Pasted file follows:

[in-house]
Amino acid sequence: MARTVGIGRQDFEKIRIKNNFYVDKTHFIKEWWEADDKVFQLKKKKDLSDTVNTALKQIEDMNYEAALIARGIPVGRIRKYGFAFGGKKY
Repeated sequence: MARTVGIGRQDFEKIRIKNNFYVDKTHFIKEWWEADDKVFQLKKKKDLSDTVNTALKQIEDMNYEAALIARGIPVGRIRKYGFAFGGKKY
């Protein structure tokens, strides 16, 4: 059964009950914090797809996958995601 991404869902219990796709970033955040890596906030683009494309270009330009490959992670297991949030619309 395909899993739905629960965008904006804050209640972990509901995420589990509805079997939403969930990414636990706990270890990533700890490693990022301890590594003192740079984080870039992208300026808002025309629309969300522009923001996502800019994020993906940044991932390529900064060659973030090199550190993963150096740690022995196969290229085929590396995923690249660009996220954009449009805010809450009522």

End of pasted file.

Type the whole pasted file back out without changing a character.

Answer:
[in-house]
Amino acid sequence: MARTVGIGRQDFEKIRIKNNFYVDKTHFIKEWWEADDKVFQLKKKKDLSDTVNTALKQIEDMNYEAALIARGIPVGRIRKYGFAFGGKKY
Repeated sequence: MARTVGIGRQDFEKIRIKNNFYVDKTHFIKEWWEADDKVFQLKKKKDLSDTVNTALKQIEDMNYEAALIARGIPVGRIRKYGFAFGGKKY
């Protein structure tokens, strides 16, 4: 059964009950914090797809996958995601 991404869902219990796709970033955040890596906030683009494309270009330009490959992670297991949030619309 395909899993739905629960965008904006804050209640972990509901995420589990509805079997939403969930990414636990706990270890990533700890490693990022301890590594003192740079984080870039992208300026808002025309629309969300522009923001996502800019994020993906940044991932390529900064060659973030090199550190993963150096740690022995196969290229085929590396995923690249660009996220954009449009805010809450009522």